These evocative poems are a detailed but disciplined examination of a daughter’s understanding of her father.
Laura Foley’s WTF is a collection of poems that reflect on and process the author’s relationship with her father, who spent four years as a Japanese prisoner of war during World War II.
Foley alternates poems that explore her father’s experience as a soldier in war with those illustrating the haunted and dark relationship he had with his daughter years later. These are all poems of memories—some the father’s and some the daughter’s—though all come in Foley’s voice, retelling stories she heard either firsthand or through her father’s acquaintances.
Poems reflect a father who might have been a more invested and attentive mentor, but their tone is sympathetic and demonstrates an inner strength in dealing with resentment. Even when poems very directly describe abuses and coldness, they treat Foley’s father with kindness. They do not forgive, but they do attempt to understand.
Sparse and well conceived, the collection describes growing up with a father suffering from PTSD, capturing all of the related melancholy. Poems go beyond personal experience to connect the atrocities of war with the far-reaching, ongoing impact that some returning soldiers have on their families. They express a quiet and personal anti-war sentiment alongside easily identifiable disappointments with the author’s upbringing.
Brief and clear vignettes go through many layers of trauma, loss, and hints of redemption. Appearing late in the book, “Message from Beyond” deals with Foley’s father’s accountability for Japanese skulls that were hidden or lost; it carries the only words that Foley addresses directly to her father.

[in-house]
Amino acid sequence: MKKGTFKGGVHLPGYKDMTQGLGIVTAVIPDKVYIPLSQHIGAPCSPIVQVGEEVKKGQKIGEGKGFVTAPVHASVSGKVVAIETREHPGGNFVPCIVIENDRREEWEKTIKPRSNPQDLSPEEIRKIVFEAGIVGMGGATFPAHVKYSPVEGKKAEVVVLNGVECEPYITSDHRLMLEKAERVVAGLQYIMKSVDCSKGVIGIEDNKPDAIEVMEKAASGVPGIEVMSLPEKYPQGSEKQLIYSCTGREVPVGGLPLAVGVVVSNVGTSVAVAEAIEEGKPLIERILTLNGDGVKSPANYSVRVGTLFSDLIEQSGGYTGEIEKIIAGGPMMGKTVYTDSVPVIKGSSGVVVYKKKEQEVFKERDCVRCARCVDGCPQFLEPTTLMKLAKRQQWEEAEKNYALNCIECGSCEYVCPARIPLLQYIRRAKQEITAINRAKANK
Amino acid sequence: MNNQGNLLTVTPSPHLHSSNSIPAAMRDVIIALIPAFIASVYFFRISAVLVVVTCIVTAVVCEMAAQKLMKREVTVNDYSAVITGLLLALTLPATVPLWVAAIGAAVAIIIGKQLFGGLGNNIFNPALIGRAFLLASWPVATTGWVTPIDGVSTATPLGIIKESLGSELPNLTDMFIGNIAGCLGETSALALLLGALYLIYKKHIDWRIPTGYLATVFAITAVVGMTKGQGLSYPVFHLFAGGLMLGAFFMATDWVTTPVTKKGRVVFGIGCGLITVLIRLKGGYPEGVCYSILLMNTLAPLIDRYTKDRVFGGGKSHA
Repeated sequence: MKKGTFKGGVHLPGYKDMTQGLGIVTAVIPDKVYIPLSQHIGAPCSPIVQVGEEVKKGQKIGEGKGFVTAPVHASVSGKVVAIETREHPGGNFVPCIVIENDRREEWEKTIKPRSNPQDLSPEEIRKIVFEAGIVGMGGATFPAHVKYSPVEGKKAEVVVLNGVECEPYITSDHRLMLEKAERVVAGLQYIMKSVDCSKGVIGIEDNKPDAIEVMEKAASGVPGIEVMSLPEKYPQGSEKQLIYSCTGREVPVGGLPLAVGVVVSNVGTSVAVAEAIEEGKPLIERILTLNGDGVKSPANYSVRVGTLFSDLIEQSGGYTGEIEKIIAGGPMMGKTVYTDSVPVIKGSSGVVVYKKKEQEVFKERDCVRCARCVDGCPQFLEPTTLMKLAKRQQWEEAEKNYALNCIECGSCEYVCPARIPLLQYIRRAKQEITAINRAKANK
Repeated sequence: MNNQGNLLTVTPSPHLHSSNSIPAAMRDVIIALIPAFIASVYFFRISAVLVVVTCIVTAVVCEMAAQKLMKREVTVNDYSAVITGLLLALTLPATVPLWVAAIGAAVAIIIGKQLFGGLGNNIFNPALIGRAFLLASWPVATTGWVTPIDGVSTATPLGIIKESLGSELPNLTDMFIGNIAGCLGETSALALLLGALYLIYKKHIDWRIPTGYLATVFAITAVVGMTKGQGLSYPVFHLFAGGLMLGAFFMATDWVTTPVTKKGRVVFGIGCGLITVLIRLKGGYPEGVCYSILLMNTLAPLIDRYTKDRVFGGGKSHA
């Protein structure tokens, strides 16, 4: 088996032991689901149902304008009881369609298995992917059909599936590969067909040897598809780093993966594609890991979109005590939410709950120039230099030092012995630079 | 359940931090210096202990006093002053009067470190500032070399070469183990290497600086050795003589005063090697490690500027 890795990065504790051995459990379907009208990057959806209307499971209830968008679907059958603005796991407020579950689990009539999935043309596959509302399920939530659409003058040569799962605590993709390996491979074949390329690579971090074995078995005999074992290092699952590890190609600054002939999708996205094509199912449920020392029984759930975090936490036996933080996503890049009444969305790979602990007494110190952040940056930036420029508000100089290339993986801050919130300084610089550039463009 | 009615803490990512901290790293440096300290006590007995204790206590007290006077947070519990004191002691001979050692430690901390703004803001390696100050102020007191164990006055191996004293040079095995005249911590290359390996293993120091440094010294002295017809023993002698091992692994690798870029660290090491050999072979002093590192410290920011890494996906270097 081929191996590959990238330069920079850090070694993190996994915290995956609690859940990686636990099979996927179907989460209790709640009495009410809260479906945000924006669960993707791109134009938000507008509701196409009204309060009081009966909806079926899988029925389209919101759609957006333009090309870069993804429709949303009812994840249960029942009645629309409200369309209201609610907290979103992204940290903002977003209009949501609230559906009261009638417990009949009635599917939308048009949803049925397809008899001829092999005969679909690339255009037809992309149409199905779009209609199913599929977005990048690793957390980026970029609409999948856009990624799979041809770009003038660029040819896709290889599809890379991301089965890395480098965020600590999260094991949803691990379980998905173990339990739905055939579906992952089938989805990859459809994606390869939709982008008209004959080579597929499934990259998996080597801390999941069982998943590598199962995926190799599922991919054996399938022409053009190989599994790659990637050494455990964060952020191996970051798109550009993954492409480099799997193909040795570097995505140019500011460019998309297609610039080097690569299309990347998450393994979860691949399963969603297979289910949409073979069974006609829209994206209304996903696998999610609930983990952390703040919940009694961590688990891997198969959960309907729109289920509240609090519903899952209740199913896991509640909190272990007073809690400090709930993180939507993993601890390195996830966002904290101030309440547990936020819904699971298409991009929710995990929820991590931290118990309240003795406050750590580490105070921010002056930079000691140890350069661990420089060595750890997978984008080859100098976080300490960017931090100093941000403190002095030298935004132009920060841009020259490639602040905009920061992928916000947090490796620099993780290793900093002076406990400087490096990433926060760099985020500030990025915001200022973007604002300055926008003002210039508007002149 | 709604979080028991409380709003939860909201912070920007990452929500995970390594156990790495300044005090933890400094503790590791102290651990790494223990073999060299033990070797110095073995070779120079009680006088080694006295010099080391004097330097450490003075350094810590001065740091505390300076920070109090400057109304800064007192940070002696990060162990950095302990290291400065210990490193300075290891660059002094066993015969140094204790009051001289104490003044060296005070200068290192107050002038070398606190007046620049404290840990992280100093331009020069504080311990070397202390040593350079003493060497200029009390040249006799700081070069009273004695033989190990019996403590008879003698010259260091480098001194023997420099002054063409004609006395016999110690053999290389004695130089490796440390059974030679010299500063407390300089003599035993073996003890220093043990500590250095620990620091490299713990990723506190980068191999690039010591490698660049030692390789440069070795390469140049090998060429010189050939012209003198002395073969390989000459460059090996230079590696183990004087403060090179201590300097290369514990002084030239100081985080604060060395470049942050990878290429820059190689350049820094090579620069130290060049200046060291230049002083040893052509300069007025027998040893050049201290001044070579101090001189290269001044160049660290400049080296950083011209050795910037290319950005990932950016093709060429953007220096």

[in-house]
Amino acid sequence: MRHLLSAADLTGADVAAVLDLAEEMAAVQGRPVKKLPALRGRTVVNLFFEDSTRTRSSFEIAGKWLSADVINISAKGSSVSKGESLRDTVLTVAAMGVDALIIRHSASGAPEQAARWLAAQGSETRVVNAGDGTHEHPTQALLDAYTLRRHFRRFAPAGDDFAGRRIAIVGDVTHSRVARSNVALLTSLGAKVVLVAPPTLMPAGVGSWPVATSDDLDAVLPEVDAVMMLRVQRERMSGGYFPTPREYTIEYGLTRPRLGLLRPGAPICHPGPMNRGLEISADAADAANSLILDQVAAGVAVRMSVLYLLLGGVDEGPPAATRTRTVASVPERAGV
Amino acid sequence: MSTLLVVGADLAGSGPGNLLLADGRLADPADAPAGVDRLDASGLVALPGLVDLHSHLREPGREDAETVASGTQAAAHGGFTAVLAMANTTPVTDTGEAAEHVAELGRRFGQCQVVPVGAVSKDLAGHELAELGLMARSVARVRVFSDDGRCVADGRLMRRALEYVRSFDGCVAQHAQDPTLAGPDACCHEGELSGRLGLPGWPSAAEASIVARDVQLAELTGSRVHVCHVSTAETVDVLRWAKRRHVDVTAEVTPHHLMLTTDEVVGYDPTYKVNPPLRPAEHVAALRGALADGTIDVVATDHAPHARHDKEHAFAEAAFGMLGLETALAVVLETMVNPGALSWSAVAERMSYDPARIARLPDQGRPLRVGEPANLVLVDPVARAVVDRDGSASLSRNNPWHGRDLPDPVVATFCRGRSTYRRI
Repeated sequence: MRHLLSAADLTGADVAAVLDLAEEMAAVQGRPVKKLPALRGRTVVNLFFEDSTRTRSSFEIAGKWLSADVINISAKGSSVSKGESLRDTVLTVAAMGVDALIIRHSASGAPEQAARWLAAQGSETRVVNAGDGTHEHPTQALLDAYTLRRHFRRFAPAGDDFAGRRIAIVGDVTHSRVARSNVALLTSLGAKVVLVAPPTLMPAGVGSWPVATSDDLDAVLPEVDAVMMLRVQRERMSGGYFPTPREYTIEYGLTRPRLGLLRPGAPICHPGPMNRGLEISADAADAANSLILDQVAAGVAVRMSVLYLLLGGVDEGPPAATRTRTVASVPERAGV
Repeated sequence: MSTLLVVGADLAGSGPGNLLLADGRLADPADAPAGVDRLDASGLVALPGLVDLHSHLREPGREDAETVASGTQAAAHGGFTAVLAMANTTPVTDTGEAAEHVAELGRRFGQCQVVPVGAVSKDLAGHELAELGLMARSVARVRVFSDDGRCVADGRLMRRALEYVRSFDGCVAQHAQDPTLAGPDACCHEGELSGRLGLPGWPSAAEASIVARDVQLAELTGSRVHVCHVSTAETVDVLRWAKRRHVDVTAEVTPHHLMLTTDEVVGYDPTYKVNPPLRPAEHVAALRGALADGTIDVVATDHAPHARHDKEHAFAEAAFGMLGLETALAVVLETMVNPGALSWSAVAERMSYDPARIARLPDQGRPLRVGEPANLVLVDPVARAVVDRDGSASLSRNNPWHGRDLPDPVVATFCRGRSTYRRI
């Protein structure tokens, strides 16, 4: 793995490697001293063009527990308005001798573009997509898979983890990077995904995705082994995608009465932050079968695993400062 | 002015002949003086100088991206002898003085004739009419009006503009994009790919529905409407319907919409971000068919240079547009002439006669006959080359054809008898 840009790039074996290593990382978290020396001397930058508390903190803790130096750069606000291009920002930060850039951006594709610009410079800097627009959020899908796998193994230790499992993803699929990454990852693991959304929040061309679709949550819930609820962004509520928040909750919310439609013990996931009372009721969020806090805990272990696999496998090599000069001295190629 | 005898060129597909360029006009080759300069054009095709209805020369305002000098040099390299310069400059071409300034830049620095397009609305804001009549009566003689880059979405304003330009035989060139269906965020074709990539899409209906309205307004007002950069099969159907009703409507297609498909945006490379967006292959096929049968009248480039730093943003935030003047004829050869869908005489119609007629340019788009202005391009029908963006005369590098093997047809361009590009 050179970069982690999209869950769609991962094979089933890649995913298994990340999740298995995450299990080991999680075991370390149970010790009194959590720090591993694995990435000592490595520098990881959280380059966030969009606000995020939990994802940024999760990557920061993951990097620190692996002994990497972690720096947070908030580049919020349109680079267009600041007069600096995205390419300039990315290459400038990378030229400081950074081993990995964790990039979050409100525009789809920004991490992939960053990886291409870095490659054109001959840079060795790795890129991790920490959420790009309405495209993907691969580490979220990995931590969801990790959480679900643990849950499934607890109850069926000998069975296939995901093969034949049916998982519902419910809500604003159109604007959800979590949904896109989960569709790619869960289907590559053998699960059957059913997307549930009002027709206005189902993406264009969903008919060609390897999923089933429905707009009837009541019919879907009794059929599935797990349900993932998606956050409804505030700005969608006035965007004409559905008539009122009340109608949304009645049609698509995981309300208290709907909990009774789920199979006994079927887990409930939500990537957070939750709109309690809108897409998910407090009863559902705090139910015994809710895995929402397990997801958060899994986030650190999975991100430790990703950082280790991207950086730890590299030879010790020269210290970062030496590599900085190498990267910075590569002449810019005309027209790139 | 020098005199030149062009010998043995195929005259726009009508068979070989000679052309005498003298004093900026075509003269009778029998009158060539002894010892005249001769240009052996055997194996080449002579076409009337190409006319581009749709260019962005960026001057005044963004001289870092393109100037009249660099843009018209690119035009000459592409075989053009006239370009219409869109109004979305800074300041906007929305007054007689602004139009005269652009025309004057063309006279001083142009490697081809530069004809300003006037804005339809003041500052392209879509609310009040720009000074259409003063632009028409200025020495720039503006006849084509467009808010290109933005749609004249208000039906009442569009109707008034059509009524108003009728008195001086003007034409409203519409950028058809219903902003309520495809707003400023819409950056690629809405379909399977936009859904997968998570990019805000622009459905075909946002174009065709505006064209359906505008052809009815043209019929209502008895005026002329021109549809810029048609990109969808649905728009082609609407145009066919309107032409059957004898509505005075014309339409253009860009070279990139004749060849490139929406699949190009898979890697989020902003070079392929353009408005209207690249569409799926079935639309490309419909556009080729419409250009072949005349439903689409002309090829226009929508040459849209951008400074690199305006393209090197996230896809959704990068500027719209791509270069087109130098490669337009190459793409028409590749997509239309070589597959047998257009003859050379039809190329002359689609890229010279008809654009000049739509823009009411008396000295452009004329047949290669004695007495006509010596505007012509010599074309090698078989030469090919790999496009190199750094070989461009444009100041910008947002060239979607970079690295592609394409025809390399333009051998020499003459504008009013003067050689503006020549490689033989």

His artificial British accent
Used to irritate, but today
It sounds so painfully brittle –
We were on the verge of war,
You must understand –
Daddy, I’m trying.
This bittersweet homage is organized with its delicate back-and-forth; it is a beautifully encapsulated expression of their relationship.
Dedicated to Foley’s father’s memory, the book’s title plays with his monogram on luggage and towels, irreverently sharing meaning with the abbreviation for “what the fuck.” This tongue-in-cheek nod is curious, though it suggests a tone that is not consistent with the somber and moving content of the collection.
Foley’s evocative poems are detailed but disciplined. Instead of explicitly describing moments and experiences, they are judiciously fragmented, leaving room for interpretation. This book is a testament to the one identity that the author shares with her father, both of them being “survivors.”
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